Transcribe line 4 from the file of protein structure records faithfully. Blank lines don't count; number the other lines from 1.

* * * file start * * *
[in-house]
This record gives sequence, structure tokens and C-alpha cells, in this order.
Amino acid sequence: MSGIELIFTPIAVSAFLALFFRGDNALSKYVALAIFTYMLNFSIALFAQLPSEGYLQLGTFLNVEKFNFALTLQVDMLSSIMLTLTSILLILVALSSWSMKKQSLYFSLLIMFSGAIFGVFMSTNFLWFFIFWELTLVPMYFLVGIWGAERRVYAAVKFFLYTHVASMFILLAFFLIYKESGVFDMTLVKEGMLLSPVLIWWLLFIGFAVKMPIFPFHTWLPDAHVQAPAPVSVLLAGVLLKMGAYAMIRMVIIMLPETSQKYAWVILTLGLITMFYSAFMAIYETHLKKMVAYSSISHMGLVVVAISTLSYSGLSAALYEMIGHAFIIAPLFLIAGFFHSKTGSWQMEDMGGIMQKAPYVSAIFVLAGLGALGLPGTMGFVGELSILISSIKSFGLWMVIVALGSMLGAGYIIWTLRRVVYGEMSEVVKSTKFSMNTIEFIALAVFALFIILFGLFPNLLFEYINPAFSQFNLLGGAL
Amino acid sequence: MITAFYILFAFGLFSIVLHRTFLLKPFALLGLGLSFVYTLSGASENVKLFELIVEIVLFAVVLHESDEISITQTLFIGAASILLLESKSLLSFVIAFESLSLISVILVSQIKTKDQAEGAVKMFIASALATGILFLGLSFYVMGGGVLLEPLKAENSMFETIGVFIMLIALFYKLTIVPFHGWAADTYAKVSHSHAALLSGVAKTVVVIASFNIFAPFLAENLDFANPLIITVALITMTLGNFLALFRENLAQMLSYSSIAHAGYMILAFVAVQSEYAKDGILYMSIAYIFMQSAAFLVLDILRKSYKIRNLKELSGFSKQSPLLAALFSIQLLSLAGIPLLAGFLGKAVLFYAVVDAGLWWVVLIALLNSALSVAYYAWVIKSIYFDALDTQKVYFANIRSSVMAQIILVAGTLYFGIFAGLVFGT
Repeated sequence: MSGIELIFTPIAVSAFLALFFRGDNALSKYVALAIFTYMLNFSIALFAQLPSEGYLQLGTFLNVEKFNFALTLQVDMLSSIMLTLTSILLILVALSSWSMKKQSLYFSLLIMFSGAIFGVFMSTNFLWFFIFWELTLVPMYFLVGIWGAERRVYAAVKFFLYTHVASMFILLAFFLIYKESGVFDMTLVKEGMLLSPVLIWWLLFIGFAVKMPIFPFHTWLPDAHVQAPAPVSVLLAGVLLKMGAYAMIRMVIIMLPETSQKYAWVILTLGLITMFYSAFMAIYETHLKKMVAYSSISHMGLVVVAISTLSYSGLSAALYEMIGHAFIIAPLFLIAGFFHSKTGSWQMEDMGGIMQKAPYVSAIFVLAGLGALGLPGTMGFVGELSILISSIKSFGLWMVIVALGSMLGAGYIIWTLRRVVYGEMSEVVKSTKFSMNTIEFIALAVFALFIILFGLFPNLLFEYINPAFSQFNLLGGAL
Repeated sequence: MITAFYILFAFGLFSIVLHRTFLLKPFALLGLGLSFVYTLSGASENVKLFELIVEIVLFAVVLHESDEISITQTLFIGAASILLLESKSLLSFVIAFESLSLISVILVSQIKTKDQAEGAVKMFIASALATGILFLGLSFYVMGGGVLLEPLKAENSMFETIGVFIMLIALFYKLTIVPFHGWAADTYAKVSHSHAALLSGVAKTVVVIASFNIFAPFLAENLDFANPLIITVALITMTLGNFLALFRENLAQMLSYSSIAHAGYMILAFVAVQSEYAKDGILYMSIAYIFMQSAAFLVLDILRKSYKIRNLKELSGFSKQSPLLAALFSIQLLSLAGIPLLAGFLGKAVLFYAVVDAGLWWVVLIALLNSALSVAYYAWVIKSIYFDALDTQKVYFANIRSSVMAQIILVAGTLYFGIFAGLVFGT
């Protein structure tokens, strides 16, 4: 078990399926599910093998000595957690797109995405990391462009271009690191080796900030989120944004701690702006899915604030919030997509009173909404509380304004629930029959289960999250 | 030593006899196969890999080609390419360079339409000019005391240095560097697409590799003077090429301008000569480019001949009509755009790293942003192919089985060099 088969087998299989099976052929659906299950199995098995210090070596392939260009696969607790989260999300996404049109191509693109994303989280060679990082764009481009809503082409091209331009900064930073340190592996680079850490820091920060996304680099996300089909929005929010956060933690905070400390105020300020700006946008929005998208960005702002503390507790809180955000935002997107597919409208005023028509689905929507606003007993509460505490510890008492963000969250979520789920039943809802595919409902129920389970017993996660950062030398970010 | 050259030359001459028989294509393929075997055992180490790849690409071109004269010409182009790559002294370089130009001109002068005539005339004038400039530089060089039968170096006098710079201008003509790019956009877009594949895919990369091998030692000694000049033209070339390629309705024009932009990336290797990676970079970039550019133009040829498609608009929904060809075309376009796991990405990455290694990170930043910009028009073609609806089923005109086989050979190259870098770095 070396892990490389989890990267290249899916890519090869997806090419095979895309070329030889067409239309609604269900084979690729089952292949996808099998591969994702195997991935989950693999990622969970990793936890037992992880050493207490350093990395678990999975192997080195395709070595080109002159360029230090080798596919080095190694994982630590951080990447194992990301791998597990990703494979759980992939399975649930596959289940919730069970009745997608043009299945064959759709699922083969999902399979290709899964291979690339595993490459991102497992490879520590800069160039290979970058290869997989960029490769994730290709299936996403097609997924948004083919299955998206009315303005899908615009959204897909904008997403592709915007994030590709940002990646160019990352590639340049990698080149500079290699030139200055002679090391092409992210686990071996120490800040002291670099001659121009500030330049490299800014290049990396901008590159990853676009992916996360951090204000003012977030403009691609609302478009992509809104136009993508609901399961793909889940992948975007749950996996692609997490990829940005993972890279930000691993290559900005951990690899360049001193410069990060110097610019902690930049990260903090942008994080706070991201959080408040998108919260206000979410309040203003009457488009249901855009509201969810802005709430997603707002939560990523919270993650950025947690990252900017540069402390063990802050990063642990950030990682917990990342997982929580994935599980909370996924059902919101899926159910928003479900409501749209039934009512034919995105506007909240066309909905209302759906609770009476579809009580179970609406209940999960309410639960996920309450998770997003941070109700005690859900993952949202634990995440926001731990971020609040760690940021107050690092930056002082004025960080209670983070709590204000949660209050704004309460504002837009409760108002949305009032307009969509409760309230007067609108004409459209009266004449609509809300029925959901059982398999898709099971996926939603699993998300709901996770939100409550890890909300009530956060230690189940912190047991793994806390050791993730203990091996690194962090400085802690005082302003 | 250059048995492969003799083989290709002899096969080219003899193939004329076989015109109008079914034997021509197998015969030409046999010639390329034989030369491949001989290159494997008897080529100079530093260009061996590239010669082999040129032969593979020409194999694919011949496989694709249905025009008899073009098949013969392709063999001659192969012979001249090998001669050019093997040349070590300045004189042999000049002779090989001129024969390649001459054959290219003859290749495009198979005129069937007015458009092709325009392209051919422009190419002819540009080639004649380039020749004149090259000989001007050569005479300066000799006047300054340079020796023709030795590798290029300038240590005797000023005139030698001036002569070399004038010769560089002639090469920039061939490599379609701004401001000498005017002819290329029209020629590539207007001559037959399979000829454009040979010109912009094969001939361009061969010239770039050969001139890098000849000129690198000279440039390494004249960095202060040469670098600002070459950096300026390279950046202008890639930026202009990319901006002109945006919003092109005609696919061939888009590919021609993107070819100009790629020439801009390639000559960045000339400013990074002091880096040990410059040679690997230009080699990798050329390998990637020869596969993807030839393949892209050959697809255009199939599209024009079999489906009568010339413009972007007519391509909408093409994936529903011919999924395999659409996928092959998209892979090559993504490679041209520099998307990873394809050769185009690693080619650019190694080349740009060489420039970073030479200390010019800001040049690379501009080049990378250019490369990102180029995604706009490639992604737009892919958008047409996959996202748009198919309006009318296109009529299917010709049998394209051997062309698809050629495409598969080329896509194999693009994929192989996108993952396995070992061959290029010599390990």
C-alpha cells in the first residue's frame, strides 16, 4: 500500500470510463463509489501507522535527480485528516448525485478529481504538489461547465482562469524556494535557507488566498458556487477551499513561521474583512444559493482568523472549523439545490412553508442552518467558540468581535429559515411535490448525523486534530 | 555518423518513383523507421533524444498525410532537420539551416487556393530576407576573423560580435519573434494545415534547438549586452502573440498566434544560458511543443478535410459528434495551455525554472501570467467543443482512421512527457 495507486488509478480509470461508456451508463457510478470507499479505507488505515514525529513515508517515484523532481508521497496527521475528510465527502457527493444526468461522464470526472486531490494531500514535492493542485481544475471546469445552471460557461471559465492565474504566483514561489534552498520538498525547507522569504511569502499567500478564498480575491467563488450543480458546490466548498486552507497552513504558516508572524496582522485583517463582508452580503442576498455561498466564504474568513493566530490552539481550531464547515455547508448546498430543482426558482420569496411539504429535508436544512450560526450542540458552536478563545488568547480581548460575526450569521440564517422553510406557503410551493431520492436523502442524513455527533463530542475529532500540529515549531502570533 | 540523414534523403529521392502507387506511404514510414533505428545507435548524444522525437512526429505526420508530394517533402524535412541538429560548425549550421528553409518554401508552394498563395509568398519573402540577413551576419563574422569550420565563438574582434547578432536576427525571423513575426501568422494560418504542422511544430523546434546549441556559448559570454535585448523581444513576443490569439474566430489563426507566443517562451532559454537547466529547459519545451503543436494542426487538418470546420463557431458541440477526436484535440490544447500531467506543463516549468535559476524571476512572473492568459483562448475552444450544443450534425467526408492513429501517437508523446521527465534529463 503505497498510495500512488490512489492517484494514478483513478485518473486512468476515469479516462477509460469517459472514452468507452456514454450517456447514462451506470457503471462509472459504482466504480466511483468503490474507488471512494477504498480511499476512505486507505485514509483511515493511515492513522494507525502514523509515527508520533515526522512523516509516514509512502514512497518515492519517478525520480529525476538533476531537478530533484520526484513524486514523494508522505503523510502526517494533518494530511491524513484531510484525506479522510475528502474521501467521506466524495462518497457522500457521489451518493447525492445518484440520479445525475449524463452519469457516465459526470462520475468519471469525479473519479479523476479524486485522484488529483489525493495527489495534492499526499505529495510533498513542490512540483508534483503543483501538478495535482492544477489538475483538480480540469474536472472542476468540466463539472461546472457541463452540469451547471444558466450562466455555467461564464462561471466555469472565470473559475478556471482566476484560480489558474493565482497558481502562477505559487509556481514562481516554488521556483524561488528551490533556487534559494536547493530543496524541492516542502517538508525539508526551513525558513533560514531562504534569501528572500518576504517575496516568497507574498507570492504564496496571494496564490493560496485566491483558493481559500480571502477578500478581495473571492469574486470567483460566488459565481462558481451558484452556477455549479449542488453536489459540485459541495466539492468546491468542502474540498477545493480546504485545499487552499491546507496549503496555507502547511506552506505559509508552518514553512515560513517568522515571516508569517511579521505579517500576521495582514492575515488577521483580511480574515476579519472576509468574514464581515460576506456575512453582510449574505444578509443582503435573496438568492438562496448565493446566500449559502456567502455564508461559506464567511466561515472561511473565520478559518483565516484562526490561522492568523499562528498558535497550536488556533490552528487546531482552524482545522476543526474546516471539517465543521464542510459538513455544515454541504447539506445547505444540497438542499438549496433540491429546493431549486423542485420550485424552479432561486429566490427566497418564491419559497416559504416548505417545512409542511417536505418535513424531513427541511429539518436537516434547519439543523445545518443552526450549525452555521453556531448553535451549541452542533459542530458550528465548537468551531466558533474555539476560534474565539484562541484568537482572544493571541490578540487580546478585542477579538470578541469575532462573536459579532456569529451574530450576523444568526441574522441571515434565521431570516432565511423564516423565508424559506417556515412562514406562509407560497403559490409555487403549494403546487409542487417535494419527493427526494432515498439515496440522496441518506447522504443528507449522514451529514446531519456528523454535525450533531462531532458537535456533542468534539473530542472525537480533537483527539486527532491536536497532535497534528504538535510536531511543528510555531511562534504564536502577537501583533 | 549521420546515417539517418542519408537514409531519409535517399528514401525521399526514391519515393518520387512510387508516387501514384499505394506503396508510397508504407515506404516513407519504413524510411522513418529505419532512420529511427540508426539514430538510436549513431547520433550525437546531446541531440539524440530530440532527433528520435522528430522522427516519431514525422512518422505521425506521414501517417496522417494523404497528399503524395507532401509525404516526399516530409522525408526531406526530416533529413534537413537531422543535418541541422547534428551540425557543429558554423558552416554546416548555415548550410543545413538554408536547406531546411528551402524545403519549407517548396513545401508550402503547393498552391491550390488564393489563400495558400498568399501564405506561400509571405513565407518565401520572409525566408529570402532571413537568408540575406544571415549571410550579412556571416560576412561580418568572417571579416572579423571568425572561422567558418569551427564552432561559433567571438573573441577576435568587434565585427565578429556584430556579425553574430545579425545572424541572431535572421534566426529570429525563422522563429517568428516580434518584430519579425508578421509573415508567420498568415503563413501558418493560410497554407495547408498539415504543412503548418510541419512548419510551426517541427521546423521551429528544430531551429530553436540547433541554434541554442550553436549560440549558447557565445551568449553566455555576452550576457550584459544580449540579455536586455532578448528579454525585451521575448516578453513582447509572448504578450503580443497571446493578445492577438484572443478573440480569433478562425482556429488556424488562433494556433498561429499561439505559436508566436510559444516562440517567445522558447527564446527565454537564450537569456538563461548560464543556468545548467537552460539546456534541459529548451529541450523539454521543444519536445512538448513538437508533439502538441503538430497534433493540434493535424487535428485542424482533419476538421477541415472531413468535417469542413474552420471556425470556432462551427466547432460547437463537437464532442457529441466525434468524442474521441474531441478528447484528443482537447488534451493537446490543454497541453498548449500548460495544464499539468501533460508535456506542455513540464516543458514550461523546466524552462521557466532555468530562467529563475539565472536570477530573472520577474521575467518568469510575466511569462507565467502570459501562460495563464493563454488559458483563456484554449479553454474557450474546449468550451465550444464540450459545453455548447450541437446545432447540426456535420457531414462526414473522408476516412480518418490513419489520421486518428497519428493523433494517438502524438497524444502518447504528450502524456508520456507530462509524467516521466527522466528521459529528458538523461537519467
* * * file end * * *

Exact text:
Amino acid sequence: MITAFYILFAFGLFSIVLHRTFLLKPFALLGLGLSFVYTLSGASENVKLFELIVEIVLFAVVLHESDEISITQTLFIGAASILLLESKSLLSFVIAFESLSLISVILVSQIKTKDQAEGAVKMFIASALATGILFLGLSFYVMGGGVLLEPLKAENSMFETIGVFIMLIALFYKLTIVPFHGWAADTYAKVSHSHAALLSGVAKTVVVIASFNIFAPFLAENLDFANPLIITVALITMTLGNFLALFRENLAQMLSYSSIAHAGYMILAFVAVQSEYAKDGILYMSIAYIFMQSAAFLVLDILRKSYKIRNLKELSGFSKQSPLLAALFSIQLLSLAGIPLLAGFLGKAVLFYAVVDAGLWWVVLIALLNSALSVAYYAWVIKSIYFDALDTQKVYFANIRSSVMAQIILVAGTLYFGIFAGLVFGT